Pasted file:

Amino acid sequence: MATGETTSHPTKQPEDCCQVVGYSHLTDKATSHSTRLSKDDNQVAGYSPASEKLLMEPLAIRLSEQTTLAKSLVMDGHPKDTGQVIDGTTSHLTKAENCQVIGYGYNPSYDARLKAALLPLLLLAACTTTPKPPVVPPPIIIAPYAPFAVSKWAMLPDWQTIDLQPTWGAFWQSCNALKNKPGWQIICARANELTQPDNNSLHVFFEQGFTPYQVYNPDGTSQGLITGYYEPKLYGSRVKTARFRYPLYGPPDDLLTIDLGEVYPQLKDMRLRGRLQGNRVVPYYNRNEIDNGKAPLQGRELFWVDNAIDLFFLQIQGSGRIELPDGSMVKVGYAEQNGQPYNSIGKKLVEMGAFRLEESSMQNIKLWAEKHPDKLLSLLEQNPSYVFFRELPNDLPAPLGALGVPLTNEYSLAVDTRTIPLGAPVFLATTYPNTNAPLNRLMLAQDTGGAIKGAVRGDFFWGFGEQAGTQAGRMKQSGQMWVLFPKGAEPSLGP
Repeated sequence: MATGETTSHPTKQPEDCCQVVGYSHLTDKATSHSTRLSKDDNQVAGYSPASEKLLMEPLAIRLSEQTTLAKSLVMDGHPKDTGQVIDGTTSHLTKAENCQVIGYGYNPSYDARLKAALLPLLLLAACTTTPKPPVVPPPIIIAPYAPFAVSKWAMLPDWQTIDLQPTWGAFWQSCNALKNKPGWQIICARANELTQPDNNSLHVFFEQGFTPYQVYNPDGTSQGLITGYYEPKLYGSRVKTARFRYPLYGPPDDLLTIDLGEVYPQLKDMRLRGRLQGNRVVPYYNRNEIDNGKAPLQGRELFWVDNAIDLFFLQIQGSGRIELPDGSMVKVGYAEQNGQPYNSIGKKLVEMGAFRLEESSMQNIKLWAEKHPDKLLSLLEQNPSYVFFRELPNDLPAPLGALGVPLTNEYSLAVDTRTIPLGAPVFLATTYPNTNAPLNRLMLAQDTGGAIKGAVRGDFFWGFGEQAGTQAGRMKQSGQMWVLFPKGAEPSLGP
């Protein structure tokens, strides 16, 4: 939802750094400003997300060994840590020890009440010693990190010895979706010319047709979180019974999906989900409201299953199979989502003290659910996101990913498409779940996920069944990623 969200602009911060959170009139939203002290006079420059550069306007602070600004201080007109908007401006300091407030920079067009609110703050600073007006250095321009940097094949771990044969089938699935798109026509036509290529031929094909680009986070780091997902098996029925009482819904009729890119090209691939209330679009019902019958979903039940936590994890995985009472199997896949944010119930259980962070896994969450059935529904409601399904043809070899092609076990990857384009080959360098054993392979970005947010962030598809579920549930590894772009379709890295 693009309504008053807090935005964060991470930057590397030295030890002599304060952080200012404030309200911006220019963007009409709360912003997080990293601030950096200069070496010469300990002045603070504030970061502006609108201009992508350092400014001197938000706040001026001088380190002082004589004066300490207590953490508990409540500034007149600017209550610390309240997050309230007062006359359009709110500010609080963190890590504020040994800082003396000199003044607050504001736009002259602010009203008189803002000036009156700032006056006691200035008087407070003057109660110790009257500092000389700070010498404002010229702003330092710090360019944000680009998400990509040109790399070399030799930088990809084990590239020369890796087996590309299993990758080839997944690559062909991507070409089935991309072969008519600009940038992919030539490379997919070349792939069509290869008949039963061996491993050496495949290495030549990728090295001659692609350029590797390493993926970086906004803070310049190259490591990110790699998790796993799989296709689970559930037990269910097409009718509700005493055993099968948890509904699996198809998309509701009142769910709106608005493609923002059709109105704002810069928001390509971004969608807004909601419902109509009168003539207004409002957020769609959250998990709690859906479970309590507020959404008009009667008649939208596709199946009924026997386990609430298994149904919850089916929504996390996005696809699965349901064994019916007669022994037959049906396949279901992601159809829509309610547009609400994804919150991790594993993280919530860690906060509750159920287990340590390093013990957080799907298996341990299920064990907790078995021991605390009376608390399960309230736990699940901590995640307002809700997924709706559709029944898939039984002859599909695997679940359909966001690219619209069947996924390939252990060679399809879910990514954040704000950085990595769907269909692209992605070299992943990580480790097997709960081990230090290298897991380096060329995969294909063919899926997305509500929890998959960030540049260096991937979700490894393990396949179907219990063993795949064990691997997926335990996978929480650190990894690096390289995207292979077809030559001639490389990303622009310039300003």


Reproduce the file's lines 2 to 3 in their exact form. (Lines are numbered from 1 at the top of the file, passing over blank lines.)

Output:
Repeated sequence: MATGETTSHPTKQPEDCCQVVGYSHLTDKATSHSTRLSKDDNQVAGYSPASEKLLMEPLAIRLSEQTTLAKSLVMDGHPKDTGQVIDGTTSHLTKAENCQVIGYGYNPSYDARLKAALLPLLLLAACTTTPKPPVVPPPIIIAPYAPFAVSKWAMLPDWQTIDLQPTWGAFWQSCNALKNKPGWQIICARANELTQPDNNSLHVFFEQGFTPYQVYNPDGTSQGLITGYYEPKLYGSRVKTARFRYPLYGPPDDLLTIDLGEVYPQLKDMRLRGRLQGNRVVPYYNRNEIDNGKAPLQGRELFWVDNAIDLFFLQIQGSGRIELPDGSMVKVGYAEQNGQPYNSIGKKLVEMGAFRLEESSMQNIKLWAEKHPDKLLSLLEQNPSYVFFRELPNDLPAPLGALGVPLTNEYSLAVDTRTIPLGAPVFLATTYPNTNAPLNRLMLAQDTGGAIKGAVRGDFFWGFGEQAGTQAGRMKQSGQMWVLFPKGAEPSLGP
């Protein structure tokens, strides 16, 4: 939802750094400003997300060994840590020890009440010693990190010895979706010319047709979180019974999906989900409201299953199979989502003290659910996101990913498409779940996920069944990623 969200602009911060959170009139939203002290006079420059550069306007602070600004201080007109908007401006300091407030920079067009609110703050600073007006250095321009940097094949771990044969089938699935798109026509036509290529031929094909680009986070780091997902098996029925009482819904009729890119090209691939209330679009019902019958979903039940936590994890995985009472199997896949944010119930259980962070896994969450059935529904409601399904043809070899092609076990990857384009080959360098054993392979970005947010962030598809579920549930590894772009379709890295 693009309504008053807090935005964060991470930057590397030295030890002599304060952080200012404030309200911006220019963007009409709360912003997080990293601030950096200069070496010469300990002045603070504030970061502006609108201009992508350092400014001197938000706040001026001088380190002082004589004066300490207590953490508990409540500034007149600017209550610390309240997050309230007062006359359009709110500010609080963190890590504020040994800082003396000199003044607050504001736009002259602010009203008189803002000036009156700032006056006691200035008087407070003057109660110790009257500092000389700070010498404002010229702003330092710090360019944000680009998400990509040109790399070399030799930088990809084990590239020369890796087996590309299993990758080839997944690559062909991507070409089935991309072969008519600009940038992919030539490379997919070349792939069509290869008949039963061996491993050496495949290495030549990728090295001659692609350029590797390493993926970086906004803070310049190259490591990110790699998790796993799989296709689970559930037990269910097409009718509700005493055993099968948890509904699996198809998309509701009142769910709106608005493609923002059709109105704002810069928001390509971004969608807004909601419902109509009168003539207004409002957020769609959250998990709690859906479970309590507020959404008009009667008649939208596709199946009924026997386990609430298994149904919850089916929504996390996005696809699965349901064994019916007669022994037959049906396949279901992601159809829509309610547009609400994804919150991790594993993280919530860690906060509750159920287990340590390093013990957080799907298996341990299920064990907790078995021991605390009376608390399960309230736990699940901590995640307002809700997924709706559709029944898939039984002859599909695997679940359909966001690219619209069947996924390939252990060679399809879910990514954040704000950085990595769907269909692209992605070299992943990580480790097997709960081990230090290298897991380096060329995969294909063919899926997305509500929890998959960030540049260096991937979700490894393990396949179907219990063993795949064990691997997926335990996978929480650190990894690096390289995207292979077809030559001639490389990303622009310039300003």